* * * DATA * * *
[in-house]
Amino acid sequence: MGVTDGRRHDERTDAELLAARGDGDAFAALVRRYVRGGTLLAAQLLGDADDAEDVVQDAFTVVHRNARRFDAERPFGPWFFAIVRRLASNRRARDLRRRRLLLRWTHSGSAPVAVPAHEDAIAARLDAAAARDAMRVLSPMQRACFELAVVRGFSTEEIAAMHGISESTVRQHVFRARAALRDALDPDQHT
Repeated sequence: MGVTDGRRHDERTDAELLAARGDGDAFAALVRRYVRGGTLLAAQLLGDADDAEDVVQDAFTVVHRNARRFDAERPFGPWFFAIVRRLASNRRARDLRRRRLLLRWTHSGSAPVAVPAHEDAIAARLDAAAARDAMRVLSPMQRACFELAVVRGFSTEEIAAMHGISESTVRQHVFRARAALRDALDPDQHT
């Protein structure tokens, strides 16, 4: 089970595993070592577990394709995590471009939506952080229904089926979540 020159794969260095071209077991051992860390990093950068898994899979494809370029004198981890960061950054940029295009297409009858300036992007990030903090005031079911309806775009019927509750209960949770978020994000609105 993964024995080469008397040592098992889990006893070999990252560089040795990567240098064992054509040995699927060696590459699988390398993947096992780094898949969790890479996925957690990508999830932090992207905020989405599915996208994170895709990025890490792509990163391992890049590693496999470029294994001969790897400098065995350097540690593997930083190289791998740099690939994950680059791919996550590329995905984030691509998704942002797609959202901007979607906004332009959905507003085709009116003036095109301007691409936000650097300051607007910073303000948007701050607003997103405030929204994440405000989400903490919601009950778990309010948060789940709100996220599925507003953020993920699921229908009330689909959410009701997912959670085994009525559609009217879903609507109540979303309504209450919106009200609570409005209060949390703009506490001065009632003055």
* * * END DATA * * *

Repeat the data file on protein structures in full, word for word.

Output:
[in-house]
Amino acid sequence: MGVTDGRRHDERTDAELLAARGDGDAFAALVRRYVRGGTLLAAQLLGDADDAEDVVQDAFTVVHRNARRFDAERPFGPWFFAIVRRLASNRRARDLRRRRLLLRWTHSGSAPVAVPAHEDAIAARLDAAAARDAMRVLSPMQRACFELAVVRGFSTEEIAAMHGISESTVRQHVFRARAALRDALDPDQHT
Repeated sequence: MGVTDGRRHDERTDAELLAARGDGDAFAALVRRYVRGGTLLAAQLLGDADDAEDVVQDAFTVVHRNARRFDAERPFGPWFFAIVRRLASNRRARDLRRRRLLLRWTHSGSAPVAVPAHEDAIAARLDAAAARDAMRVLSPMQRACFELAVVRGFSTEEIAAMHGISESTVRQHVFRARAALRDALDPDQHT
């Protein structure tokens, strides 16, 4: 089970595993070592577990394709995590471009939506952080229904089926979540 020159794969260095071209077991051992860390990093950068898994899979494809370029004198981890960061950054940029295009297409009858300036992007990030903090005031079911309806775009019927509750209960949770978020994000609105 993964024995080469008397040592098992889990006893070999990252560089040795990567240098064992054509040995699927060696590459699988390398993947096992780094898949969790890479996925957690990508999830932090992207905020989405599915996208994170895709990025890490792509990163391992890049590693496999470029294994001969790897400098065995350097540690593997930083190289791998740099690939994950680059791919996550590329995905984030691509998704942002797609959202901007979607906004332009959905507003085709009116003036095109301007691409936000650097300051607007910073303000948007701050607003997103405030929204994440405000989400903490919601009950778990309010948060789940709100996220599925507003953020993920699921229908009330689909959410009701997912959670085994009525559609009217879903609507109540979303309504209450919106009200609570409005209060949390703009506490001065009632003055």